Teen wins special Pulitzer award for ‘courageously recording’ George Floyd’s death

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Pulitzer Prizes awarded special citation to Darnella Frazier, the teenager who recorded the killing of George Floyd.

Frazier testified earlier this year at Chauvin's murder trial.

Darnella Frazier recorded a 10-minute video of Floyd being pinned by police.

Frazier has gotten widespread praise for her actions from people including President Biden, film director Spike Lee and Anita Hill.

Her video showed former Minneapolis police officer Derek Chauvin kneeling on Floyd's neck. He will be sentenced June 25. The New York Times won the public service award on Friday for its coverage of the coronavirus pandemic, while the Star Tribune of Minneapolis won the breaking news award for its reporting following Floyd's killing.

Frazier's video became exhibit 15, a key piece of evidence played repeatedly during the trial, where she also delivered emotional testimony and lamented that she wished she had done more to help Floyd.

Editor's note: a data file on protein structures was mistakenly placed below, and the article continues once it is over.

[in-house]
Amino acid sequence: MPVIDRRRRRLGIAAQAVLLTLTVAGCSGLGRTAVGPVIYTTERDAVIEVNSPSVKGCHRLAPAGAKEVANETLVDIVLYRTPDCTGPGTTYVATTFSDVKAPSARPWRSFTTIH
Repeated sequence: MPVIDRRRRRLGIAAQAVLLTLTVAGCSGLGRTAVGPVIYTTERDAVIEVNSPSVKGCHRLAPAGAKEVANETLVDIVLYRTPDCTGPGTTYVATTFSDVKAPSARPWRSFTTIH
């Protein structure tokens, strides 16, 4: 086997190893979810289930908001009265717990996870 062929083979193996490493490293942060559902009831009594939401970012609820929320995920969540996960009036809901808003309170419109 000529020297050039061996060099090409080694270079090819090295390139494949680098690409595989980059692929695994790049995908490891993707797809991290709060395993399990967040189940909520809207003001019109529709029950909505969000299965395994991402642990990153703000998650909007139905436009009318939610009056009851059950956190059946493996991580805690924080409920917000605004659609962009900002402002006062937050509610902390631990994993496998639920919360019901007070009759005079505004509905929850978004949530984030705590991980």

The citation went on to note how her recording worked to highlight the "crucial role of citizens in journalists' quest for truth and justice".

Coronavirus: 271 new cases confirmed in Ireland
However, of the almost 3.7 million doses of vaccine that have been administered, less than 346,000 are second doses. In all, there are 2,102 active cases of the novel coronavirus across B.C., the lowest number since November 17.

Frazier's video was "globe shaking", spoke truth to power and gave a voice to the voiceless, Clark said.

Her video, which she posted to Facebook hours after it happened, sparked a reckoning on race in America and demands for an end to police brutality.

Ms Frazier described hearing Floyd "saying I can't breathe'".

Frazier was also honoured past year by PEN America, a literary and human rights organization.

"When I look at George Floyd I look at my dad, I look at my brother, my cousins, my uncles - because they are all black", she said, audibly crying.

The three other officers involved in Floyd's arrest are scheduled to face trial next year on aiding and abetting counts. All four also face federal civil rights charges.

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